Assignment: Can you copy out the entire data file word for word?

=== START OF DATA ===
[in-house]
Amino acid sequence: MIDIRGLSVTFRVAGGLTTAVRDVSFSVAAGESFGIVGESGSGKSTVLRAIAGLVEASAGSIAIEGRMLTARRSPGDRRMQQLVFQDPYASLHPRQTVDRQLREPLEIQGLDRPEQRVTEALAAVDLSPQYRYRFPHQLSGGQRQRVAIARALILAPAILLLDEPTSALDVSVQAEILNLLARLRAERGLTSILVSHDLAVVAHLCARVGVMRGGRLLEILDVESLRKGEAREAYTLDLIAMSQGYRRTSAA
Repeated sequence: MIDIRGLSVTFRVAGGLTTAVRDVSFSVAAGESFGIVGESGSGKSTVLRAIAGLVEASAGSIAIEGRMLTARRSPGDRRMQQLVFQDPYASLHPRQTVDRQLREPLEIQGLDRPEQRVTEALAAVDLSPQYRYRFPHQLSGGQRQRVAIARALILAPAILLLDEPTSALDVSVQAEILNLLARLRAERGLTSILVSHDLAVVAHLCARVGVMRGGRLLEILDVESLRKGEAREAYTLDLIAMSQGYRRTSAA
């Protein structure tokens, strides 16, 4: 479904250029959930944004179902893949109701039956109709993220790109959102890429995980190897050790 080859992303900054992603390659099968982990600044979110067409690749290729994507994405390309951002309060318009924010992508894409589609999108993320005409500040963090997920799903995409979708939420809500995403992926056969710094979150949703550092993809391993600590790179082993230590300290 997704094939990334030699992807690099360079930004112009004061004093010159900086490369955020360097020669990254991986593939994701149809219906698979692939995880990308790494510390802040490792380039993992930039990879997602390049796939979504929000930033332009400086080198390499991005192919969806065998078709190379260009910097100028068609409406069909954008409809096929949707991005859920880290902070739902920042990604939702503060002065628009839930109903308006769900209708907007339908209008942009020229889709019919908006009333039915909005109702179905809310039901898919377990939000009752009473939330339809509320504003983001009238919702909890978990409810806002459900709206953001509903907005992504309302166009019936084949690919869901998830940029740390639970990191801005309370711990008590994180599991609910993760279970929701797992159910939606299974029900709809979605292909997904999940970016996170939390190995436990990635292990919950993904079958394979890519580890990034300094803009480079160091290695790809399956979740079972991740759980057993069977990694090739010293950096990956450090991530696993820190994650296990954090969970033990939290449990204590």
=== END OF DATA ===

[in-house]
Amino acid sequence: MIDIRGLSVTFRVAGGLTTAVRDVSFSVAAGESFGIVGESGSGKSTVLRAIAGLVEASAGSIAIEGRMLTARRSPGDRRMQQLVFQDPYASLHPRQTVDRQLREPLEIQGLDRPEQRVTEALAAVDLSPQYRYRFPHQLSGGQRQRVAIARALILAPAILLLDEPTSALDVSVQAEILNLLARLRAERGLTSILVSHDLAVVAHLCARVGVMRGGRLLEILDVESLRKGEAREAYTLDLIAMSQGYRRTSAA
Repeated sequence: MIDIRGLSVTFRVAGGLTTAVRDVSFSVAAGESFGIVGESGSGKSTVLRAIAGLVEASAGSIAIEGRMLTARRSPGDRRMQQLVFQDPYASLHPRQTVDRQLREPLEIQGLDRPEQRVTEALAAVDLSPQYRYRFPHQLSGGQRQRVAIARALILAPAILLLDEPTSALDVSVQAEILNLLARLRAERGLTSILVSHDLAVVAHLCARVGVMRGGRLLEILDVESLRKGEAREAYTLDLIAMSQGYRRTSAA
């Protein structure tokens, strides 16, 4: 479904250029959930944004179902893949109701039956109709993220790109959102890429995980190897050790 080859992303900054992603390659099968982990600044979110067409690749290729994507994405390309951002309060318009924010992508894409589609999108993320005409500040963090997920799903995409979708939420809500995403992926056969710094979150949703550092993809391993600590790179082993230590300290 997704094939990334030699992807690099360079930004112009004061004093010159900086490369955020360097020669990254991986593939994701149809219906698979692939995880990308790494510390802040490792380039993992930039990879997602390049796939979504929000930033332009400086080198390499991005192919969806065998078709190379260009910097100028068609409406069909954008409809096929949707991005859920880290902070739902920042990604939702503060002065628009839930109903308006769900209708907007339908209008942009020229889709019919908006009333039915909005109702179905809310039901898919377990939000009752009473939330339809509320504003983001009238919702909890978990409810806002459900709206953001509903907005992504309302166009019936084949690919869901998830940029740390639970990191801005309370711990008590994180599991609910993760279970929701797992159910939606299974029900709809979605292909997904999940970016996170939390190995436990990635292990919950993904079958394979890519580890990034300094803009480079160091290695790809399956979740079972991740759980057993069977990694090739010293950096990956450090991530696993820190994650296990954090969970033990939290449990204590």